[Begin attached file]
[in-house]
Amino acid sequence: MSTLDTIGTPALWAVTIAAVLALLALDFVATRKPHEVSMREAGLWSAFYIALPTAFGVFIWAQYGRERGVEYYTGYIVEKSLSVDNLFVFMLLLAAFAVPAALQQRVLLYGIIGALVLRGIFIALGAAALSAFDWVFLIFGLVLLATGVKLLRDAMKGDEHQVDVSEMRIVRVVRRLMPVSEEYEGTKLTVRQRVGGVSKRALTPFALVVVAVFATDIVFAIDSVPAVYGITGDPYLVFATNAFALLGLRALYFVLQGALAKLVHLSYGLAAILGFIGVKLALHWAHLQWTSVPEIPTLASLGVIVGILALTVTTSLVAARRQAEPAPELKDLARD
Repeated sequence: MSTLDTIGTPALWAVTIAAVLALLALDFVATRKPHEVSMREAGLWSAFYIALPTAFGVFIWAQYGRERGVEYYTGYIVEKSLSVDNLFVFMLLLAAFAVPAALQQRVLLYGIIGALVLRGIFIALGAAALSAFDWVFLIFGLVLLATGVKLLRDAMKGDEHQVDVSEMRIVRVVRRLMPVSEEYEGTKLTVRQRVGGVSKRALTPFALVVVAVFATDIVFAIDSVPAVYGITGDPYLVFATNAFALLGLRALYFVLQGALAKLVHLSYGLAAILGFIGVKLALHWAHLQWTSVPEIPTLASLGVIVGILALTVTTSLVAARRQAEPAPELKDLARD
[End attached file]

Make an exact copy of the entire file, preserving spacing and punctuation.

[in-house]
Amino acid sequence: MSTLDTIGTPALWAVTIAAVLALLALDFVATRKPHEVSMREAGLWSAFYIALPTAFGVFIWAQYGRERGVEYYTGYIVEKSLSVDNLFVFMLLLAAFAVPAALQQRVLLYGIIGALVLRGIFIALGAAALSAFDWVFLIFGLVLLATGVKLLRDAMKGDEHQVDVSEMRIVRVVRRLMPVSEEYEGTKLTVRQRVGGVSKRALTPFALVVVAVFATDIVFAIDSVPAVYGITGDPYLVFATNAFALLGLRALYFVLQGALAKLVHLSYGLAAILGFIGVKLALHWAHLQWTSVPEIPTLASLGVIVGILALTVTTSLVAARRQAEPAPELKDLARD
Repeated sequence: MSTLDTIGTPALWAVTIAAVLALLALDFVATRKPHEVSMREAGLWSAFYIALPTAFGVFIWAQYGRERGVEYYTGYIVEKSLSVDNLFVFMLLLAAFAVPAALQQRVLLYGIIGALVLRGIFIALGAAALSAFDWVFLIFGLVLLATGVKLLRDAMKGDEHQVDVSEMRIVRVVRRLMPVSEEYEGTKLTVRQRVGGVSKRALTPFALVVVAVFATDIVFAIDSVPAVYGITGDPYLVFATNAFALLGLRALYFVLQGALAKLVHLSYGLAAILGFIGVKLALHWAHLQWTSVPEIPTLASLGVIVGILALTVTTSLVAARRQAEPAPELKDLARD